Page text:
All About Point-of-Care Ultrasound in Pediatrics with Dr. Jennifer Marin

Released: 10/17/23

In this episode of That’s Pediatrics, our hosts talk with Jennifer Marin, MD, MSc, medical director, Point-of-Care Ultrasound (POCUS), and director of Emergency Imaging at UPMC Children’s Hospital of Pittsburgh.

They discuss:

  • Dr. Marin’s background in pediatric emergency medicine and her introduction to point-of-care ultrasound during her fellowship in the adult trauma center.
  • The "FAST exam" (Focused Assessment with Sonography for Trauma) the potential of ultrasound in pediatrics
  • The many applications of point-of-care ultrasound in pediatrics including in the emergency department and for trauma patients.
  • How repeat exams can be valuable, allowing for dynamic assessment of patient conditions and interventions.
  • How point-of-care ultrasound is not limited to emergency medicine and helps standardize care and improve accuracy.
  • Point-of-care ultrasound as a powerful tool in areas without easy access to X-ray or CT scan machines.
  • The education needed to and demonstrate the benefits of this technology to help overcome any resistance.
  • Dr. Marin’s aim to expand the program's reach and have point-of-care ultrasound become standard in pediatrics.

Meet Our Guests

Jennifer Marin, MD, MScJennifer Marin, MD, MSc, is medical director for Point-of-Care Ultrasound and director of Emergency Imaging at UPMC Children’s Hospital of Pittsburgh. She is also a professor of pediatrics, emergency medicine, and radiology at the University of Pittsburgh School of Medicine and a faculty member in the Division of Emergency Medicine. Dr. Marin completed a pediatrics residency at Ann and Robert H. Lurie Children's Hospital followed by a pediatric emergency medicine fellowship at the Children’s Hospital of Philadelphia during which time she also earned a Master of Science degree in Clinical Epidemiology. She subsequently spent an additional year learning point-of-care ultrasound in the Department of Emergency Medicine at the Hospital of the University of Pennsylvania. One of the pioneers in pediatric point-of-care ultrasound, Dr. Marin has published extensively in the field and lectures and teaches internationally. Dr. Marin’s research focuses more widely on optimizing emergency diagnostic imaging, including utilization patterns and variations in care delivery. She has publications in several high impact journals and much of her work has garnered local and national media attention.

Meet Our Hosts

Arvind Srinath, MD, MSArvind Srinath, MD, MS, is the Pediatric Gastroenterology Fellowship program director at UPMC Children’s Hospital of Pittsburgh and an associate professor of Pediatrics at the University of Pittsburgh School of Medicine. He received his bachelor’s degree from Johns Hopkins University and his medical degree from the University of Pittsburgh School of Medicine before completing a residency at Johns Hopkins Hospital, a fellowship at UPMC Children’s Hospital of Pittsburgh, and a master’s degree in medical education at the University of Pittsburgh School of Medicine. Dr. Srinath’s areas of interest are curricular development, functional gastrointestinal disorders, and telehealth. Find him on Twitter: @Srinath_Arvind.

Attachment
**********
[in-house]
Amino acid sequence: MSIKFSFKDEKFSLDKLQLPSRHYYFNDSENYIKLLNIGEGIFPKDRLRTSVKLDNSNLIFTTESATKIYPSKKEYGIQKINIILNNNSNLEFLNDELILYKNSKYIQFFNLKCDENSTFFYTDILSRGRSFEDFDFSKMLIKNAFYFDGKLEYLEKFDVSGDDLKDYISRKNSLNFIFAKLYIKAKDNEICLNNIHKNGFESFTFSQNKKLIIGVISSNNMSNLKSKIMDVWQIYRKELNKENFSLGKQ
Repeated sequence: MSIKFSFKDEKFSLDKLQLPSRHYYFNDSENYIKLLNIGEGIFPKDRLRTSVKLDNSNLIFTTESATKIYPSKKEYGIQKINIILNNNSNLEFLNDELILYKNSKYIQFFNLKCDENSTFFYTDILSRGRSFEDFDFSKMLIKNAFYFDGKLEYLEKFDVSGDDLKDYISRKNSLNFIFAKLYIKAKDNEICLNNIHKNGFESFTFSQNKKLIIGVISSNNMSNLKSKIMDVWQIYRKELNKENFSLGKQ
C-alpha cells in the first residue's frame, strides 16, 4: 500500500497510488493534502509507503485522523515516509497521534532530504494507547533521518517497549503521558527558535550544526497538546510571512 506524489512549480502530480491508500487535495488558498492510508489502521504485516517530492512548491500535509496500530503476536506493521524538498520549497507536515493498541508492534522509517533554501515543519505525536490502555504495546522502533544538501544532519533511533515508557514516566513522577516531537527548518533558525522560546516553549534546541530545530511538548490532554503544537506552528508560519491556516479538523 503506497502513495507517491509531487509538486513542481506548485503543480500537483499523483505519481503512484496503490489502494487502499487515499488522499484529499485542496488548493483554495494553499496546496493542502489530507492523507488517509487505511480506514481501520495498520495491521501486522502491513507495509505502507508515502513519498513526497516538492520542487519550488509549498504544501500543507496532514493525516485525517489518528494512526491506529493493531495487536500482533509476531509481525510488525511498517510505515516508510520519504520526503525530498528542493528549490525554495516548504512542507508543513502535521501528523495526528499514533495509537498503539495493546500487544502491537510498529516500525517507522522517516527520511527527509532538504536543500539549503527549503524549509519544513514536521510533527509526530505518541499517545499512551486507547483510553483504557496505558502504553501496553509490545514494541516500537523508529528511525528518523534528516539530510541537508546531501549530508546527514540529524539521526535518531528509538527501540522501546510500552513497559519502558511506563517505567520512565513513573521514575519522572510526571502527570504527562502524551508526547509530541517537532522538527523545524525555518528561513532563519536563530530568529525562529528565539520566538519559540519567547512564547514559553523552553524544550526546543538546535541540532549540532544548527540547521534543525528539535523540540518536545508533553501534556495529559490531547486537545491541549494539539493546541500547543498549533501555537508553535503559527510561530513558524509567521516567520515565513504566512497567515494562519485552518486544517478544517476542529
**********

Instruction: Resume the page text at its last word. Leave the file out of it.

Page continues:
Allison WilliamsAllison “Alli” Williams, MD, is a pediatric hospitalist and is certified by the American Board of Pediatrics. She is a member of the Paul C. Gaffney Division of Pediatric Hospitalist Medicine, medical-surgical co-management team director, and assistant professor at the University of Pittsburgh School of Medicine. Dr. Williams received her medical degree from Herbert Wertheim College of Medicine at Florida International University in Miami, Florida, and completed her residency at UPMC Children’s Hospital of Pittsburgh. Her clinical interests include non-RSV bronchiolitis, febrile neonates, and the enhanced of patient care through medical-surgical co-management.


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Voiceover: This podcast is for informational and educational purposes only. It is not medical care or advice. Clinicians should rely on their own medical judgements when advising their patients. Patients in need of medical care should consult their personal care provider. Welcome to "That's Pediatrics", where we sit down with physicians, scientists, and experts to discuss the latest discoveries and innovations in pediatric healthcare.

Dr. Arvind Srinath: From UPMC Children's Hospital of Pittsburgh, welcome to That's Pediatrics. I'm Arvind Srinath, associate professor of pediatrics, your co-host, along with.

Dr. Allison ‘Alli’ Williams: And I'm Alli Williams, a pediatric hospitalist here at UPMC Hospital.